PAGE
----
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Peter Vermes’ first Major League Soccer home game — and by association, the first home game for the New York/New Jersey MetroStars, for whom Vermes played — took place in front of 46,000 fans at historic Giants Stadium.
One problem: Giants Stadium never felt like home to Vermes.
Captained by a young Vermes in 1996, the MetroStars played their first season in Major League Soccer that year. But they were a clear third in the pecking order at 80,000-seat Giants Stadium behind the NFL’s New York Giants and New York Jets.
A year later, Vermes was traded to the Colorado Rapids, who shared Mile High Stadium with the Denver Broncos.
His next team: the Kansas City Wizards, an organization that shared Arrowhead Stadium with the Chiefs.
“There was a time when I was playing, especially in the early years, and you just weren’t sure if (soccer) was ever going to take the kind of foothold that it has now,” Vermes said Tuesday.
Now the longtime head coach for Sporting KC, Vermes finally got his wish for a soccer-specific stadium in 2011, when he and his players moved into state-of-the-art Children’s Mercy Park.
MLS has progressed since then. There are now 20 soccer-specific stadiums in the league, and more are on the way.
A decade removed from Sporting KC’s relocation from Arrowhead (and then T-Bones Stadium) to permanent digs across from Kansas Speedway, KC’s National Women’s Soccer League team is about to follow a similar path.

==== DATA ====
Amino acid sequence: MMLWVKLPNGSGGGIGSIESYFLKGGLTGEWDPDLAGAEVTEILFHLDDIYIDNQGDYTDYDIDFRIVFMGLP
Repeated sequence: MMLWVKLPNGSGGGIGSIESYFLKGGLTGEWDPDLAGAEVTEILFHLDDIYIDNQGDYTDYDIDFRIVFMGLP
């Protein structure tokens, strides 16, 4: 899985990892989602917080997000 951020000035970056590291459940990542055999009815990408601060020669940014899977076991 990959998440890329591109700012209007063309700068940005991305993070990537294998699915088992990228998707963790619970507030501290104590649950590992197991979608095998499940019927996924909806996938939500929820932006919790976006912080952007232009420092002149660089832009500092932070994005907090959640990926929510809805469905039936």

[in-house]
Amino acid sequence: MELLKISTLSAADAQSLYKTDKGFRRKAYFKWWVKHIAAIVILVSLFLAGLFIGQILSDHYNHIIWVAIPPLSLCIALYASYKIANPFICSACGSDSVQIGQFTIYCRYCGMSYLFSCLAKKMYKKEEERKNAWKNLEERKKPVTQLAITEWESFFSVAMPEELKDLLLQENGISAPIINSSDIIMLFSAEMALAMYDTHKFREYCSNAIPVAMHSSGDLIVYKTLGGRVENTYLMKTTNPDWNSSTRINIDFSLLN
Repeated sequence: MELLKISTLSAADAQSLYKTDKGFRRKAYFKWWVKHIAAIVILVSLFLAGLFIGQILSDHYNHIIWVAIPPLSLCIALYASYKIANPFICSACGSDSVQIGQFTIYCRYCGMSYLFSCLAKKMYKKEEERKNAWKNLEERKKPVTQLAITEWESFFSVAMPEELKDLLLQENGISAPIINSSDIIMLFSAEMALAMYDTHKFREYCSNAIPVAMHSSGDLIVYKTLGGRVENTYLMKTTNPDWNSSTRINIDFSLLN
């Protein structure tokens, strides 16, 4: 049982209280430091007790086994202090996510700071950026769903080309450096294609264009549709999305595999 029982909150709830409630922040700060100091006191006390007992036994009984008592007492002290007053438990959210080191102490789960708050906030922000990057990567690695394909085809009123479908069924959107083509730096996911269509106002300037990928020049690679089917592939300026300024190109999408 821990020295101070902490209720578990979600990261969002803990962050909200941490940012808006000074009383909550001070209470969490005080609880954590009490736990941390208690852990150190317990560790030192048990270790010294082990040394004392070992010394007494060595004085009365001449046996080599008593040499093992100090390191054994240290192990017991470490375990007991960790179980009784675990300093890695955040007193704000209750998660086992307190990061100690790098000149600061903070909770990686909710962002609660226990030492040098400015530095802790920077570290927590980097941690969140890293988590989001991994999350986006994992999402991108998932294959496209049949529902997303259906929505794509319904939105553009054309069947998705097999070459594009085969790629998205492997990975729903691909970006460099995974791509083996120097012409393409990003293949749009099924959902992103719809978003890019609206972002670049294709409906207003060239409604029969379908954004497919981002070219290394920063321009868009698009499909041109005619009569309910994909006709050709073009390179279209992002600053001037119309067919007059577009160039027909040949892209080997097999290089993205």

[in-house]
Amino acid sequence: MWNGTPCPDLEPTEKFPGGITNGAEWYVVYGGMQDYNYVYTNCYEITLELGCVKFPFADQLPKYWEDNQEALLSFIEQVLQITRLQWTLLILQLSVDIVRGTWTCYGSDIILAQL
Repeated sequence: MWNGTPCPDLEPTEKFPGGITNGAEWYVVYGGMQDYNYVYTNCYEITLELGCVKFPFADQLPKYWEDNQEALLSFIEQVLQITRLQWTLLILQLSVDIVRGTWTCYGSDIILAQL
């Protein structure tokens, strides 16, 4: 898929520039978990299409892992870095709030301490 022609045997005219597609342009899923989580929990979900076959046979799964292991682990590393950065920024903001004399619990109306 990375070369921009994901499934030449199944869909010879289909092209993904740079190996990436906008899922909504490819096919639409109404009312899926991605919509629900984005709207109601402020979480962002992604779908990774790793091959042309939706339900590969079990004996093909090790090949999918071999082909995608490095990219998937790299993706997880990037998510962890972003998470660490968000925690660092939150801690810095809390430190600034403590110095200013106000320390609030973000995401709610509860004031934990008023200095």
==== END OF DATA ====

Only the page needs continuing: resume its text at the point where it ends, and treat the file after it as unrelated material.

The KC NWSL team’s owners announced Tuesday that they’re building an 11,000-seat soccer-specific stadium on the Berkley Riverfront in downtown Kansas City. The club plans to break ground next year and begin playing at the new stadium in 2024.
The KC franchise will be the first club in league history to build and play in a dazzling stadium that’s all its own.
KC NWSL spent its inaugural 2021 season playing home games at Legends Field, home of the Kansas City Monarchs baseball team, and will spend the next two seasons just up the road at Children’s Mercy Park.
Vermes is excited that KC NWSL is building its own stadium. He knows all too well what it’s like to share one.
“We were always the step-child at somebody else’s stadium,” he said. “You’re kind of just a lessee; it’s not yours and it’s also not your fans’ ...”
Sporting KC’s move into Children’s Mercy Park helped legitimize its stake as a top-tier franchise. Construction of the Compass Minerals National Performance Center, where Sporting KC trains across Interstate-435 from Children’s Mercy Park, further cemented Sporting’s mark on the local soccer landscape.
KC NWSL is pursuing a similar path, but in accelerated fashion, developing both venues at once: a $15 million KC NWSL training facility in Riverside is also on the way and will open before the new stadium does.
“Once you have your own (facilities), I think it changes the stakes a little bit,” Vermes said. “I think it puts more pressure on everyone to be better at what they do. Every time a club in MLS or NWSL improves their facilities, I think it gives them the ability to raise the expectations and the standard within their organization.”
Bottom line, Vermes thinks KC NWSL is making the right moves not only for itself and its fans, but also for Kansas City soccer in general.
“As the women’s league continues to grow, as youth soccer continues to grow, as our league continues to grow, it’s great for the sport that I love,” Vermes said. “And I was hoping that some day (soccer) would start to get the recognition that it deserves in this country based on the popularity of it worldwide.”